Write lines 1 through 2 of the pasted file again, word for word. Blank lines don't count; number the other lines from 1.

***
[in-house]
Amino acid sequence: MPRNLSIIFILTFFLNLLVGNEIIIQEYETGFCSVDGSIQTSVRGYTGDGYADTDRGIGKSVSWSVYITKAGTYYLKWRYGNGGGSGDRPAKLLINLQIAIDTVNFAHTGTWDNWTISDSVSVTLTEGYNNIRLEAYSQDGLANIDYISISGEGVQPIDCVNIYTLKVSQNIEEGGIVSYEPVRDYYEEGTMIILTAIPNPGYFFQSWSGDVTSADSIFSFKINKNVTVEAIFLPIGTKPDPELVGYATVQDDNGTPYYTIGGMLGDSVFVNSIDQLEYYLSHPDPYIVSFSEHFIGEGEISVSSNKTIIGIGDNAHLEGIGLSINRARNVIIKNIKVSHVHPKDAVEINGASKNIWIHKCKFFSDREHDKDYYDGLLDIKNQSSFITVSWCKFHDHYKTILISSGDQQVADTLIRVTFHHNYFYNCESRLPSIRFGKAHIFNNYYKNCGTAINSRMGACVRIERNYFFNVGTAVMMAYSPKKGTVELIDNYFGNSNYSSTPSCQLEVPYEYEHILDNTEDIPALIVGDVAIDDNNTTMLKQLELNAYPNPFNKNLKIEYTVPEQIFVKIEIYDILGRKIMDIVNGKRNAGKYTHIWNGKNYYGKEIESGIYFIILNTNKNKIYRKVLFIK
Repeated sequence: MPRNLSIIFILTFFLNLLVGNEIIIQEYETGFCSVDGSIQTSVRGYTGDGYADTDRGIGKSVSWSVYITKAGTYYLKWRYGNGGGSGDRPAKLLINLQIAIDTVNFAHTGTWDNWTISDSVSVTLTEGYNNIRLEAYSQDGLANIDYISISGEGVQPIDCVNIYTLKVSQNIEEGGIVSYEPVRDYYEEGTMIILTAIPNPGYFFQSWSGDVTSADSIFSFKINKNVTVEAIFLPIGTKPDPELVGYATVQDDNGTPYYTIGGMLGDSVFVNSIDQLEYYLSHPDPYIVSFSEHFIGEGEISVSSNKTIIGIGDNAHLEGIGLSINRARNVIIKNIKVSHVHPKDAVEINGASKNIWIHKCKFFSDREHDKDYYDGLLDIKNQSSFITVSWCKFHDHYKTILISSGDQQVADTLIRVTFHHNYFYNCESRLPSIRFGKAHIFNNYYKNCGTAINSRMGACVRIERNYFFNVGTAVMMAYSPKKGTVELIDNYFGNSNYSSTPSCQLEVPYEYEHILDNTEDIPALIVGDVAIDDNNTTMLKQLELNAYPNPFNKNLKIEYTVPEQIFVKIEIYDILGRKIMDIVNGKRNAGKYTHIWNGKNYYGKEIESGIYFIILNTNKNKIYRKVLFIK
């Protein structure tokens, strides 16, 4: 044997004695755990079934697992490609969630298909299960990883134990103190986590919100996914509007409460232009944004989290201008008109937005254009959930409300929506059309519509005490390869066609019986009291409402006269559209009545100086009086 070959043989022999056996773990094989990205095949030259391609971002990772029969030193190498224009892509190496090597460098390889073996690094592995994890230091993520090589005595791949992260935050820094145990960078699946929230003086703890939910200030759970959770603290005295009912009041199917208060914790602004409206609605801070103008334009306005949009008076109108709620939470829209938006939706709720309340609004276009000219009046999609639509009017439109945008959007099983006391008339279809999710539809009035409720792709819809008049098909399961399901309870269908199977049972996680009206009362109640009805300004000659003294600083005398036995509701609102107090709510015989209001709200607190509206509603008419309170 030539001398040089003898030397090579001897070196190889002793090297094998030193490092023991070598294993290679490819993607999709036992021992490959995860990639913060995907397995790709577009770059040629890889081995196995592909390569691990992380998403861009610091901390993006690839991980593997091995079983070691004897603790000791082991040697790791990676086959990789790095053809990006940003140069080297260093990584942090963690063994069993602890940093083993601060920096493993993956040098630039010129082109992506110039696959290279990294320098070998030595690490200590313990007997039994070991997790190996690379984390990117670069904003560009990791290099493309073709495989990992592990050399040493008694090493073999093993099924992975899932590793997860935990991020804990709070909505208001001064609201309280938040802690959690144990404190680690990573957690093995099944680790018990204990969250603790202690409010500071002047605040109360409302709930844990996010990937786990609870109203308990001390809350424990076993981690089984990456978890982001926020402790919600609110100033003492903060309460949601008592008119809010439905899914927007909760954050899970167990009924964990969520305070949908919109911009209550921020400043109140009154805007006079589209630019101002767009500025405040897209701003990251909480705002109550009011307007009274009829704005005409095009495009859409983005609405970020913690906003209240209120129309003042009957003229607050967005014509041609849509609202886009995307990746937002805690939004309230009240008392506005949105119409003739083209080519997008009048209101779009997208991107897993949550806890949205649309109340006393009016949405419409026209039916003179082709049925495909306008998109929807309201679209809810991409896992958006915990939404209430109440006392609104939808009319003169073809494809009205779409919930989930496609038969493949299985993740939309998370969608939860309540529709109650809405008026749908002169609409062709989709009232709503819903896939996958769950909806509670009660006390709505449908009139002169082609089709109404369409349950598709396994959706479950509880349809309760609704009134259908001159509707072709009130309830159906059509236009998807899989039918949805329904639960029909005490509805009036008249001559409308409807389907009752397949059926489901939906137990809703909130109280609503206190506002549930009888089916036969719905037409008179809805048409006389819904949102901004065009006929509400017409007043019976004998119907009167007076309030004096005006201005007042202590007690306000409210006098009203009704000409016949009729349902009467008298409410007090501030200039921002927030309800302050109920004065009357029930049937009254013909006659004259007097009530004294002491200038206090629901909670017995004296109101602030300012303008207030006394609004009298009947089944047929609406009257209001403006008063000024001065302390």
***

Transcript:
[in-house]
Amino acid sequence: MPRNLSIIFILTFFLNLLVGNEIIIQEYETGFCSVDGSIQTSVRGYTGDGYADTDRGIGKSVSWSVYITKAGTYYLKWRYGNGGGSGDRPAKLLINLQIAIDTVNFAHTGTWDNWTISDSVSVTLTEGYNNIRLEAYSQDGLANIDYISISGEGVQPIDCVNIYTLKVSQNIEEGGIVSYEPVRDYYEEGTMIILTAIPNPGYFFQSWSGDVTSADSIFSFKINKNVTVEAIFLPIGTKPDPELVGYATVQDDNGTPYYTIGGMLGDSVFVNSIDQLEYYLSHPDPYIVSFSEHFIGEGEISVSSNKTIIGIGDNAHLEGIGLSINRARNVIIKNIKVSHVHPKDAVEINGASKNIWIHKCKFFSDREHDKDYYDGLLDIKNQSSFITVSWCKFHDHYKTILISSGDQQVADTLIRVTFHHNYFYNCESRLPSIRFGKAHIFNNYYKNCGTAINSRMGACVRIERNYFFNVGTAVMMAYSPKKGTVELIDNYFGNSNYSSTPSCQLEVPYEYEHILDNTEDIPALIVGDVAIDDNNTTMLKQLELNAYPNPFNKNLKIEYTVPEQIFVKIEIYDILGRKIMDIVNGKRNAGKYTHIWNGKNYYGKEIESGIYFIILNTNKNKIYRKVLFIK